Emerging Trends in Culture and Concepts

Bethany Ojalehto, Douglas L Medin

Research output: Chapter in Book/Report/Conference proceedingChapter


The relation between culture and concepts has long been a fascinating topic for layperson and scientist alike. But often this topic has generated more heat than light—strong claims have been paired with weak evidence, and anecdotes have been more common than empirical data. More recently, however, interdisciplinary research programs have begun to demonstrate that interest in the relation between culture and concepts is not misplaced. In this essay, we review prior, emerging, and potential future trends in culture and concepts research. Changing conceptions of culture are in turn affecting how culture is studied as well as our understanding of concepts.

First, we discuss current challenges in cultural research stemming from the fact that cognitive science studies have largely been done by Western researchers attempting to extend observations with Western college students to the world at large. Next, we highlight cultural research on semantic spaces, agency, and causality and note intriguing parallels in their development. These bodies of work refine previous views of concepts as stable units of thought by focusing on how concepts acquire (shifting sets of) meanings within contextual and epistemological systems.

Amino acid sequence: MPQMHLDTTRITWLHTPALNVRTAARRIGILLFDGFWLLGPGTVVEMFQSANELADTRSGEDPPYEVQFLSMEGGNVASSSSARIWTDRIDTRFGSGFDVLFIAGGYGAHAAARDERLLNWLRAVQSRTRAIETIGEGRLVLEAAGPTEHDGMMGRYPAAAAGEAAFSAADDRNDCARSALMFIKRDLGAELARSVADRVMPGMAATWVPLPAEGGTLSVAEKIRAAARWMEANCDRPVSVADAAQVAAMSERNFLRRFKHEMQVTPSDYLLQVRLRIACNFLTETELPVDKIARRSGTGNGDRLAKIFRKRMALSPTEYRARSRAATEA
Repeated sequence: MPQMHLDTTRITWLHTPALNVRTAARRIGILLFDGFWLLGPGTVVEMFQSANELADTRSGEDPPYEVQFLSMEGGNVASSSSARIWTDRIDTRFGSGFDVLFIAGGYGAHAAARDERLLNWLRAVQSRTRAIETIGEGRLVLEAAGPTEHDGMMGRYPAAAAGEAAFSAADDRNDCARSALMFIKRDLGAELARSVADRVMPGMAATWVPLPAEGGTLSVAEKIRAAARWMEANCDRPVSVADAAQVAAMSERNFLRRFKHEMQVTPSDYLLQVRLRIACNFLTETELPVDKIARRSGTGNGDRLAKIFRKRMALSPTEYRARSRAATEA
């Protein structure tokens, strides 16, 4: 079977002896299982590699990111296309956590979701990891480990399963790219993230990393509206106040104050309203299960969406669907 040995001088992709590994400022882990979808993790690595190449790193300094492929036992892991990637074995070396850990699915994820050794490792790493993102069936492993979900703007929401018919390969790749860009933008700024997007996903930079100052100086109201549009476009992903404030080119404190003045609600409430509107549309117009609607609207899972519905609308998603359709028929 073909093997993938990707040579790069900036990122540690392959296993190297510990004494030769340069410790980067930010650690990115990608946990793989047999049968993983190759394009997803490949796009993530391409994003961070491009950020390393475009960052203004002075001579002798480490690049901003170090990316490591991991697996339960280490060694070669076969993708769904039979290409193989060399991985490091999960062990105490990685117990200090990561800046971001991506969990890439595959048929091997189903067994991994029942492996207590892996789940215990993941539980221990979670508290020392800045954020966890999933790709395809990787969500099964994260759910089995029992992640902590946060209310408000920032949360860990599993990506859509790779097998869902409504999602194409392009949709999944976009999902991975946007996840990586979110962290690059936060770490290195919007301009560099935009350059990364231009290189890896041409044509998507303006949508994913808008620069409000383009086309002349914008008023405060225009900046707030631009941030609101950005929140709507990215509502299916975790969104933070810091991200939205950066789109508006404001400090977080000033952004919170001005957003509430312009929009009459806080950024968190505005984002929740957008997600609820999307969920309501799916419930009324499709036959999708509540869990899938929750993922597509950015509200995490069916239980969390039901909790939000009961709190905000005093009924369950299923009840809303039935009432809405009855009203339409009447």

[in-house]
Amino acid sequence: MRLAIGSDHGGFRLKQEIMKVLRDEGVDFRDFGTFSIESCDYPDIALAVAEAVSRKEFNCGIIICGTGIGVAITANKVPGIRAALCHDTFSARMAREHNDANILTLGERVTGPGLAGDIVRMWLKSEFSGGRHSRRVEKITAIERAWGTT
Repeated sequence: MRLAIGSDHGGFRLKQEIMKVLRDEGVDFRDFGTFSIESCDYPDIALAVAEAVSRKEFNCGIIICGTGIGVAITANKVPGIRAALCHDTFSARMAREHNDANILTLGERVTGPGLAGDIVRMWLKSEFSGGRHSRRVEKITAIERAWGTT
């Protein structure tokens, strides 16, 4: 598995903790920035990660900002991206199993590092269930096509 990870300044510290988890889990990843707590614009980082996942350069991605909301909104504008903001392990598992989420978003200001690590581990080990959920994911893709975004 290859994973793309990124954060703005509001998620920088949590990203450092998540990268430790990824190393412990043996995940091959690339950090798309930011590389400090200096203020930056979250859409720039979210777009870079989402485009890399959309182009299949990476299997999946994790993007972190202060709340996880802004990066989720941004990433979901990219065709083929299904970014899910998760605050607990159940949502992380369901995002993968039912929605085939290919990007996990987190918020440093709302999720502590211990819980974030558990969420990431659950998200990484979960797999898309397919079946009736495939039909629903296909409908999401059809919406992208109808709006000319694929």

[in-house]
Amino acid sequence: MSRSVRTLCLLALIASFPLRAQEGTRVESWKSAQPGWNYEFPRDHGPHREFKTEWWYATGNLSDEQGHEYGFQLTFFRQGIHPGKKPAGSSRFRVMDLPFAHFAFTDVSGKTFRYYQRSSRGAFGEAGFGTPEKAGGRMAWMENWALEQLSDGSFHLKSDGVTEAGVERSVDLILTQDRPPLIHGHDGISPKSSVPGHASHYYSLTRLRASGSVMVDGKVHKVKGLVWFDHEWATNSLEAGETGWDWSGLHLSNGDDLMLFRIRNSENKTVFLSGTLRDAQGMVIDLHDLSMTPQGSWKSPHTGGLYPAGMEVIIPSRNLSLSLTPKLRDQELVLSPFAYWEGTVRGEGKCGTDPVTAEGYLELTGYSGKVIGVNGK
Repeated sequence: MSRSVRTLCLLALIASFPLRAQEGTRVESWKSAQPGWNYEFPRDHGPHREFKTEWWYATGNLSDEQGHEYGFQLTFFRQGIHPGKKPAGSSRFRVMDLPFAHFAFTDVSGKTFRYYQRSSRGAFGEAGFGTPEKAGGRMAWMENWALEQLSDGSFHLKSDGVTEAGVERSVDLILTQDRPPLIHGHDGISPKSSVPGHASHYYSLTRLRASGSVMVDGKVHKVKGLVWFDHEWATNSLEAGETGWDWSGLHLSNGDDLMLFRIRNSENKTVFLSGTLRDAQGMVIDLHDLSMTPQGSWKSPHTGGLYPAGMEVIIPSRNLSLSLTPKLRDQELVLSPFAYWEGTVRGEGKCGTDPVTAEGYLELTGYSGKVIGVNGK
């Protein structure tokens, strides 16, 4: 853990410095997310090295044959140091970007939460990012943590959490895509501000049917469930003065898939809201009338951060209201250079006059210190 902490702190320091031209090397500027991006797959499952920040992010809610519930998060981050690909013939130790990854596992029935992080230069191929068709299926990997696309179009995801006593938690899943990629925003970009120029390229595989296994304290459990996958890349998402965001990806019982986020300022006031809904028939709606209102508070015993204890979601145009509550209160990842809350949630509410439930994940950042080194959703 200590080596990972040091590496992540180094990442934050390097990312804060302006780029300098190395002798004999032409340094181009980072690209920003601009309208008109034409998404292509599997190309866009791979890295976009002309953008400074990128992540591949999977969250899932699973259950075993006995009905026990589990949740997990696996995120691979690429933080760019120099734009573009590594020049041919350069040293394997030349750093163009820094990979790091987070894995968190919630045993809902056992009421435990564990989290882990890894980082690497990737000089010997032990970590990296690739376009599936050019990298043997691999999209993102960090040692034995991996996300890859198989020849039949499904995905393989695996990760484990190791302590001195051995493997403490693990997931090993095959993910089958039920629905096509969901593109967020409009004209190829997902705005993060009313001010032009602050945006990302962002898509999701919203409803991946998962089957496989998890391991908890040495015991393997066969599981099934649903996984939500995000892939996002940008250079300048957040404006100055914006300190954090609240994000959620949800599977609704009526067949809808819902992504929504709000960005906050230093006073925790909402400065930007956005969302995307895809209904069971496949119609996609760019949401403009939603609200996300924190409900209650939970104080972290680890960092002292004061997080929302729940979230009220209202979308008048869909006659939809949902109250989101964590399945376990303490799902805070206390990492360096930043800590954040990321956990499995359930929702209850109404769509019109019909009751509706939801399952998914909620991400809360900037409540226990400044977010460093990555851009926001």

Original languageEnglish (US)
Title of host publicationEmerging Trends in the Social and Behavioral Sciences
Subtitle of host publicationAn Interdisciplinary, Searchable, and Linkable Resource
EditorsRobert A Scott, Marlis C Buchmann, Stephen M Kosslyn
PublisherJohn Wiley & Sons, Inc.
Number of pages15
ISBN (Print)9781118900772
StatePublished - 2015


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